Next, the fact that the jury found Jason Theobald and Gregory Schkoda not liable on the § 1985 conspiracy claim, or even on the private nuisance claim, has no bearing on Victoria Theobald's liability for private nuisance. As just discussed, they are separate claims comprised of different elements. Moreover, there is no conspiracy element to a claim for private nuisance. Accordingly, the Court declines to grant defendant's Rule 50(b) motion on this basis.
3. A Claim for Private Nuisance May Be Predicated on a Defendant's Conduct as Opposed to a Defendant's Use of Land
Defendant briefly asserts that "the Court expressed reservations about submitting the private nuisance claim to the jury." (Def.'s Mem of Law, dated Oct. 27, 2006, at 4 (citing Tr. at 1424-24, 1430-31).) In fact, during the charge conference, the Court noted that there was some language in the New York Pattern Jury Instructions which suggested that a claim for private nuisance must emanate from a defendant's use of his or her land, as opposed to arising out of a defendant's conduct. (Tr. at 1423-25.) The language the Court was referring to reads as follows: "While landowners in an organized community must tolerate some damage, annoyance and inconvenience from each other, no one may make an unreasonable use of his or her land to the material injury of a neighbor's right to use and enjoy his or her land." N.Y. Pattern Jury Instructions Civil 3:16 (emphasis added).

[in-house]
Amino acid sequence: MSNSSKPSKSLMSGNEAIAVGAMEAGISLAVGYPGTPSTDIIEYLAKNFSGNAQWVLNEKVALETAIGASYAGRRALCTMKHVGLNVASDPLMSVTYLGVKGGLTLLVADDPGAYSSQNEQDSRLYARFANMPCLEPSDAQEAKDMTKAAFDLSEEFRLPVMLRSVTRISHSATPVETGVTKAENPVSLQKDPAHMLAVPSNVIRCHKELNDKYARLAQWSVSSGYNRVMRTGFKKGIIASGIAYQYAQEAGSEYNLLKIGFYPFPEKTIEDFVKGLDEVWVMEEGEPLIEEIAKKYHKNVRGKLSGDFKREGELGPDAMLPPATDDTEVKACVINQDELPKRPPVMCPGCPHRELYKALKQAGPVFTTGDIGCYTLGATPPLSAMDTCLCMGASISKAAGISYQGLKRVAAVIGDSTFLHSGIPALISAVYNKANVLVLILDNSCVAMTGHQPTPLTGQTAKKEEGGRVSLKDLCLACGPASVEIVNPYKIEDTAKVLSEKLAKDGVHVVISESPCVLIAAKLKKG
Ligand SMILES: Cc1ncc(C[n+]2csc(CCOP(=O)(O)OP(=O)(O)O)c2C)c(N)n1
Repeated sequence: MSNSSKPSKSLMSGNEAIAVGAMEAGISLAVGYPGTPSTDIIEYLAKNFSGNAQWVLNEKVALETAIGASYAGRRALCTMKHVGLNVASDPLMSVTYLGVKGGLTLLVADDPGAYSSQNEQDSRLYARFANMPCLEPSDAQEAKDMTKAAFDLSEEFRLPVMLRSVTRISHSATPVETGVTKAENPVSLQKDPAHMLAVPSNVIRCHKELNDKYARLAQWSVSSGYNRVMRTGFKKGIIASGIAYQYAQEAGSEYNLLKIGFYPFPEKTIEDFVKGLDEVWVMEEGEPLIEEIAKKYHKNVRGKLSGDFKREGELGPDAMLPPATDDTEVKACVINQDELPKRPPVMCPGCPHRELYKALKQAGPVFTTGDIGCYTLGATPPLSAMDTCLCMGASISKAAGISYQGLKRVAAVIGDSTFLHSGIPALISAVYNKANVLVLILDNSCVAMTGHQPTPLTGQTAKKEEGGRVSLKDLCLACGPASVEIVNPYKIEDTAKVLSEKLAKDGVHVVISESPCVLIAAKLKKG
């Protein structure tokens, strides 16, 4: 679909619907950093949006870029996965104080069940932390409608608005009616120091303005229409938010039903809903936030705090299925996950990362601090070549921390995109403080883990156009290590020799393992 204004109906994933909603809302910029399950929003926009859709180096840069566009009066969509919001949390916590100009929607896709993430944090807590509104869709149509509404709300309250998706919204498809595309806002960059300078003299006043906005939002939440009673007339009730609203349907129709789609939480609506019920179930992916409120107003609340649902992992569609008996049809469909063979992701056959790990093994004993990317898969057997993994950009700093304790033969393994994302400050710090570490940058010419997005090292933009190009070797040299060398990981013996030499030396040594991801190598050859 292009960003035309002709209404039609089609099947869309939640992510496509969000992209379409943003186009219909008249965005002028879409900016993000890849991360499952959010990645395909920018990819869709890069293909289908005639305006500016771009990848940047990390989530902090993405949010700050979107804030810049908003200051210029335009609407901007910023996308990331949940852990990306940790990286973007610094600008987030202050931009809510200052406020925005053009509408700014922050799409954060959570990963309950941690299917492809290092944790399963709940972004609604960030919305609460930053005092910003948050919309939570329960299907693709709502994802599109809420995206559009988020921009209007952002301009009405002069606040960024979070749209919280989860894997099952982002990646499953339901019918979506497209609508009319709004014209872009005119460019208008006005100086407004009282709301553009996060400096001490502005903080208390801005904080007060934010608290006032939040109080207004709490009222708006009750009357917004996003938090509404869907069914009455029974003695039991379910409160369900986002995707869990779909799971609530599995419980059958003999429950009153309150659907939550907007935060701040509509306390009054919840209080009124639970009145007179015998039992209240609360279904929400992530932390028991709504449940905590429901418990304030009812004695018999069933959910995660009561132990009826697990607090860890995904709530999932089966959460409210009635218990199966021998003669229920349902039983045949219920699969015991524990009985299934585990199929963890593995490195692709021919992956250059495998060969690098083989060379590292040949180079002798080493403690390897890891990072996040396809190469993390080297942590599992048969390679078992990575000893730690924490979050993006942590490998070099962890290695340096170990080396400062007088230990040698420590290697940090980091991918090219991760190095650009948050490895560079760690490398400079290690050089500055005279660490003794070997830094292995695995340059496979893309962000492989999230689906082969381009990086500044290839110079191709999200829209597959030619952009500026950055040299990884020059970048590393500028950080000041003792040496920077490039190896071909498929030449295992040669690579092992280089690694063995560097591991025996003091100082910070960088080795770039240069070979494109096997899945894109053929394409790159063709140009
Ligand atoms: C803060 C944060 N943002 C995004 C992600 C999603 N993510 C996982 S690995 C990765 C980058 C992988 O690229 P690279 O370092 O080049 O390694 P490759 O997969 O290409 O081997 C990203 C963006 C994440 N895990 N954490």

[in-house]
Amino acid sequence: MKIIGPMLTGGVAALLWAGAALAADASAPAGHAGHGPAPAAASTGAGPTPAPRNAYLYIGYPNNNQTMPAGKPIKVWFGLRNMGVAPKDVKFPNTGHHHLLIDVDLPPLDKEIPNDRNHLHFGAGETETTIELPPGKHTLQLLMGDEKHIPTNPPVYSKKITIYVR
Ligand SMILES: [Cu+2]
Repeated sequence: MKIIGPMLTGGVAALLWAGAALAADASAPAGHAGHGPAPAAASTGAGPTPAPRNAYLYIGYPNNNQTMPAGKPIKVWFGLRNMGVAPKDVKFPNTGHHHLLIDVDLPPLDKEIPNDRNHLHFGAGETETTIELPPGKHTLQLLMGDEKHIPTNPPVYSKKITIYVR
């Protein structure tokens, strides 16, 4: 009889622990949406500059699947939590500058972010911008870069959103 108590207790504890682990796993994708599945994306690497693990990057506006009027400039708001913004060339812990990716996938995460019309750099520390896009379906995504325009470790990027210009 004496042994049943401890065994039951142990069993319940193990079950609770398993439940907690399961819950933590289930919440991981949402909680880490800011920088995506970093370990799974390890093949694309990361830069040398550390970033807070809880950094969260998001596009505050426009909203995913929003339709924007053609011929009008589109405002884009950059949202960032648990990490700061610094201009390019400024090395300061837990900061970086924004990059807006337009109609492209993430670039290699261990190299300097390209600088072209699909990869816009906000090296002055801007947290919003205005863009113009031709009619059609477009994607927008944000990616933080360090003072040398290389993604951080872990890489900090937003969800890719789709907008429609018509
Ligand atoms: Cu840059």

Plaintiffs' counsel disputed the implication that a private nuisance claim required the unreasonable use of a defendant's land and argued that it was the defendant's conduct, and not the use of his or her property, which controlled. Plaintiff cited Schwegel, 772 N.Y.S.2d 379, where the Second Department held that "[t]he plaintiffs' alleged videotaping of the defendants . . . and their children, raised triable issues of fact as to whether the plaintiffs were liable in nuisance." Based on the Schwegel case, the Court presented the private nuisance claim to the jury (Tr. at 1497), charging that "a plaintiff seeking to recover damages for private nuisance must show . . . that the conduct of the defendant you are considering interfered with plaintiff's right to use and enjoy his land." (Id. at 1667.) Other than defendant's reference to the Court having "reservations" with regard to the private nuisance claim, neither party analyzes this issue in their Rule 50(b) briefs.